By: Claudia Ciobanu
Date: 11 July 2016
Source: Thomson Reuters Foundation
Residents ranging from fishermen and farmers to mayors and small business owners say water in the lake system of Wielkopolska region in western Poland is disappearing, drying out farmland and jeopardising the region's economic base in agriculture and tourism.
Drought and climate change, however, are feared to not be the only culprits, with mining of lignite, or brown coal, sapping underground waters and pitting residents against major energy company ZE PAK's proposal for another new mine.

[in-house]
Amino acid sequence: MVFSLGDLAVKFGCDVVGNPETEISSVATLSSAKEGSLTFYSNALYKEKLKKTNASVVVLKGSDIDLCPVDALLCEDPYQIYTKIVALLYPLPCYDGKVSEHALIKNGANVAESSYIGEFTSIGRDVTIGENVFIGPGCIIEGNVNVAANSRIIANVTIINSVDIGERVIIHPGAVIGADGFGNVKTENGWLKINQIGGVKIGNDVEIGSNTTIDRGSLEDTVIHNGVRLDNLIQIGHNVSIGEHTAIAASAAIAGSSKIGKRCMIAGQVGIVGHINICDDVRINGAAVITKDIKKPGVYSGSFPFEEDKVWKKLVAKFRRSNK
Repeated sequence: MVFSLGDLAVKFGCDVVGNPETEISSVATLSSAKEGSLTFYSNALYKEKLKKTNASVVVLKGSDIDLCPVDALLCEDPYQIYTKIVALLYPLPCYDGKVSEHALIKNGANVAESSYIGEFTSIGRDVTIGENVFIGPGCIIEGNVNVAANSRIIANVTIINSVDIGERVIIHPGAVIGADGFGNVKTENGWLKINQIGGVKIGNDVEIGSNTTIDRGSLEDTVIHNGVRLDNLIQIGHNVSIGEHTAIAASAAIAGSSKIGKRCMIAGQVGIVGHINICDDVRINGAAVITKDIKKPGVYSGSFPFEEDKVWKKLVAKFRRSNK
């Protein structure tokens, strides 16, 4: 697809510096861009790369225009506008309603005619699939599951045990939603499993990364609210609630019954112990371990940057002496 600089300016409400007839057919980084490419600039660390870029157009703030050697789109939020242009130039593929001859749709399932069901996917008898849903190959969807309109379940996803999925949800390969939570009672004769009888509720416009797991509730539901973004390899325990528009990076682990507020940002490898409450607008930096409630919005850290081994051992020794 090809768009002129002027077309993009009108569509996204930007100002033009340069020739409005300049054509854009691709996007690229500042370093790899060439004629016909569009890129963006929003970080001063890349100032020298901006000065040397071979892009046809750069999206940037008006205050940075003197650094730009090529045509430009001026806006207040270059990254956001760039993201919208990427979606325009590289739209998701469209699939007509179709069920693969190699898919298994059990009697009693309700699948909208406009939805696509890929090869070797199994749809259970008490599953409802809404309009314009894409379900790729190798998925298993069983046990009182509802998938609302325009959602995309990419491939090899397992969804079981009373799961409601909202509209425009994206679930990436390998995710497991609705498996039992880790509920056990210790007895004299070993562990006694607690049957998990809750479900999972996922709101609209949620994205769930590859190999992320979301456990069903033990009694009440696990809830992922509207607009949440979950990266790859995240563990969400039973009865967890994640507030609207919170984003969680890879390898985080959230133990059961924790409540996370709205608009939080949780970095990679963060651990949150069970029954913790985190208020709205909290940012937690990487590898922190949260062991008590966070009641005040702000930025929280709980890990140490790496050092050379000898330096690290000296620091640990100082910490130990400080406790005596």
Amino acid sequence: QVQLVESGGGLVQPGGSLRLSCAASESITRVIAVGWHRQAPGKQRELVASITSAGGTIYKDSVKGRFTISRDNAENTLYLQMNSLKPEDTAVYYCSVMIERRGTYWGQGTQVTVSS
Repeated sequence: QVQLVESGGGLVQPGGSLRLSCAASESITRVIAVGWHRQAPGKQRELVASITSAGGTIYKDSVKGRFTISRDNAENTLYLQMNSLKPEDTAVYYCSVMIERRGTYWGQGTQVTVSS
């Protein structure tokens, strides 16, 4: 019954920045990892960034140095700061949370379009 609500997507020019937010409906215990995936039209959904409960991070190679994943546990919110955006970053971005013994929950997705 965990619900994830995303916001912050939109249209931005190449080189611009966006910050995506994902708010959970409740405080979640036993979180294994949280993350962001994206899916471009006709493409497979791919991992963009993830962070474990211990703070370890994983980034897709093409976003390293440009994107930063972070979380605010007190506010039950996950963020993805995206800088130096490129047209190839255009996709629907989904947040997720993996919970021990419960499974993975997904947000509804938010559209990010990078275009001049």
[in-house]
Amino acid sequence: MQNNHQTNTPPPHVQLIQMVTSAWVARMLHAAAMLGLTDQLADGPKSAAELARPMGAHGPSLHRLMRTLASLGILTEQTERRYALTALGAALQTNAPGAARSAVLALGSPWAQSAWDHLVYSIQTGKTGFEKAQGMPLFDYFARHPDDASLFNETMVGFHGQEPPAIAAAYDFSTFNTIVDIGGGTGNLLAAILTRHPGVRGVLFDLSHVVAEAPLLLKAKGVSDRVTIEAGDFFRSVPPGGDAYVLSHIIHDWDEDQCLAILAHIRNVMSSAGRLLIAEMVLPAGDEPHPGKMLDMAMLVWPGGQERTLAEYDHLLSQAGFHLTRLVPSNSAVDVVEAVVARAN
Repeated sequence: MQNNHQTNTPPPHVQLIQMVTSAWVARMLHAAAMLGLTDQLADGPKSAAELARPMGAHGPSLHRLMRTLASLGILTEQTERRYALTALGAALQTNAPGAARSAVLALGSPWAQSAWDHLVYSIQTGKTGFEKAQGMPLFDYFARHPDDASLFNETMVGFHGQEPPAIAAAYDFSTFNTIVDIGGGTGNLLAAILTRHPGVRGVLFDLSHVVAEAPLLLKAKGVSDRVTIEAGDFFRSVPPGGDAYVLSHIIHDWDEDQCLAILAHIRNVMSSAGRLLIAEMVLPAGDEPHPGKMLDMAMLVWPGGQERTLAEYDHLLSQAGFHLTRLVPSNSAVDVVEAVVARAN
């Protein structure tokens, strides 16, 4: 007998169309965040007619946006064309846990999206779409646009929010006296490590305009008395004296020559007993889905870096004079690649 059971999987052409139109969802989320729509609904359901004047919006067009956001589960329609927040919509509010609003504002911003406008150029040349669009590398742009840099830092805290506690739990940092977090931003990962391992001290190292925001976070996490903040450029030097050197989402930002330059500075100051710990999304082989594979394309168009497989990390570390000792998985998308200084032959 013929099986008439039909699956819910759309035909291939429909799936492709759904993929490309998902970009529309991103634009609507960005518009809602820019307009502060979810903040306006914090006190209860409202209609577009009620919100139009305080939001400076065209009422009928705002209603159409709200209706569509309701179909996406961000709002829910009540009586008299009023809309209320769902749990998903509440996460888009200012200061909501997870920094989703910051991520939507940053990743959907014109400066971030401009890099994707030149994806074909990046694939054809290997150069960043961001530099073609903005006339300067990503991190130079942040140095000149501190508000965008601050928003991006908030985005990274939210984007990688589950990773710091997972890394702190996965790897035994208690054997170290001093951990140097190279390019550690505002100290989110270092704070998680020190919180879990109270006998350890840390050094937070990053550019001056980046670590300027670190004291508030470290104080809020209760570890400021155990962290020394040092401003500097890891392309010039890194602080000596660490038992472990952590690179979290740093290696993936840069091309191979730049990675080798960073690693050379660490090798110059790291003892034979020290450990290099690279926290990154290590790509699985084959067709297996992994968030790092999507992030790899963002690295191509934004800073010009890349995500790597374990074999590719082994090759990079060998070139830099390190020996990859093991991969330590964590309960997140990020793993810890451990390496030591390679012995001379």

Grzegorz Skowroski, the mayor of Wilczyn, a municipality about 200 km (125 miles) west of Warsaw, said Lake Wilczyskie's water level has fallen five metres (16.4 ft) since 2011 and is dropping up to four centimetres a week now.
"The state of the lake today is catastrophic," Skowroski told the Thomson Reuters Foundation.